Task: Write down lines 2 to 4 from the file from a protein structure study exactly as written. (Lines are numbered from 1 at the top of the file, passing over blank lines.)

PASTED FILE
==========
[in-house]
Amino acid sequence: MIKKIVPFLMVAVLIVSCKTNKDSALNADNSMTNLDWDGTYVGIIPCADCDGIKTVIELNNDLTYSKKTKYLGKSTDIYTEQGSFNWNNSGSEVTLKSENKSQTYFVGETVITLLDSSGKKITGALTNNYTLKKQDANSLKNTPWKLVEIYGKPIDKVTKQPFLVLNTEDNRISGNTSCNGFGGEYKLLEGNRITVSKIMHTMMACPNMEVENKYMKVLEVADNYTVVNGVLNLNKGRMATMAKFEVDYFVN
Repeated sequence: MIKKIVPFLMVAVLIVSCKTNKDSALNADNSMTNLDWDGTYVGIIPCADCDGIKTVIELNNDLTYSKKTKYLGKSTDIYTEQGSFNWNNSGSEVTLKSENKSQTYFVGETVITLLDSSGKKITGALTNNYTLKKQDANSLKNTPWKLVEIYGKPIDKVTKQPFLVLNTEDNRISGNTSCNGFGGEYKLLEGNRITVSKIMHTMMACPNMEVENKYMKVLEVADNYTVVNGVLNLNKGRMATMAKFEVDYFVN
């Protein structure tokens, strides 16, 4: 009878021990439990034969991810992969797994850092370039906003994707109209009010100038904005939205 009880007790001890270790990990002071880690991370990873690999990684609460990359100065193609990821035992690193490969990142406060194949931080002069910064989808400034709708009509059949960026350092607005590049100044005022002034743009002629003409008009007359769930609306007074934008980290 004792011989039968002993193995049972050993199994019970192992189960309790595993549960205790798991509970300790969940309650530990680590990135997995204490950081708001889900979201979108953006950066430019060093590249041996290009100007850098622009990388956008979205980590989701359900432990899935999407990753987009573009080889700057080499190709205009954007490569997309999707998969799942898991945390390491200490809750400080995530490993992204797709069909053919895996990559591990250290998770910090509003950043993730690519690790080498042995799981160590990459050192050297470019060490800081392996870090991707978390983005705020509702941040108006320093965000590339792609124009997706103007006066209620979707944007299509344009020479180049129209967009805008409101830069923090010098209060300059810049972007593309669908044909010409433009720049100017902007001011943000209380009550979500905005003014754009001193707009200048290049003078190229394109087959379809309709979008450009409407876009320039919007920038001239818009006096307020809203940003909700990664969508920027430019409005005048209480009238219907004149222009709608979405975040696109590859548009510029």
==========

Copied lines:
Amino acid sequence: MIKKIVPFLMVAVLIVSCKTNKDSALNADNSMTNLDWDGTYVGIIPCADCDGIKTVIELNNDLTYSKKTKYLGKSTDIYTEQGSFNWNNSGSEVTLKSENKSQTYFVGETVITLLDSSGKKITGALTNNYTLKKQDANSLKNTPWKLVEIYGKPIDKVTKQPFLVLNTEDNRISGNTSCNGFGGEYKLLEGNRITVSKIMHTMMACPNMEVENKYMKVLEVADNYTVVNGVLNLNKGRMATMAKFEVDYFVN
Repeated sequence: MIKKIVPFLMVAVLIVSCKTNKDSALNADNSMTNLDWDGTYVGIIPCADCDGIKTVIELNNDLTYSKKTKYLGKSTDIYTEQGSFNWNNSGSEVTLKSENKSQTYFVGETVITLLDSSGKKITGALTNNYTLKKQDANSLKNTPWKLVEIYGKPIDKVTKQPFLVLNTEDNRISGNTSCNGFGGEYKLLEGNRITVSKIMHTMMACPNMEVENKYMKVLEVADNYTVVNGVLNLNKGRMATMAKFEVDYFVN
């Protein structure tokens, strides 16, 4: 009878021990439990034969991810992969797994850092370039906003994707109209009010100038904005939205 009880007790001890270790990990002071880690991370990873690999990684609460990359100065193609990821035992690193490969990142406060194949931080002069910064989808400034709708009509059949960026350092607005590049100044005022002034743009002629003409008009007359769930609306007074934008980290 004792011989039968002993193995049972050993199994019970192992189960309790595993549960205790798991509970300790969940309650530990680590990135997995204490950081708001889900979201979108953006950066430019060093590249041996290009100007850098622009990388956008979205980590989701359900432990899935999407990753987009573009080889700057080499190709205009954007490569997309999707998969799942898991945390390491200490809750400080995530490993992204797709069909053919895996990559591990250290998770910090509003950043993730690519690790080498042995799981160590990459050192050297470019060490800081392996870090991707978390983005705020509702941040108006320093965000590339792609124009997706103007006066209620979707944007299509344009020479180049129209967009805008409101830069923090010098209060300059810049972007593309669908044909010409433009720049100017902007001011943000209380009550979500905005003014754009001193707009200048290049003078190229394109087959379809309709979008450009409407876009320039919007920038001239818009006096307020809203940003909700990664969508920027430019409005005048209480009238219907004149222009709608979405975040696109590859548009510029």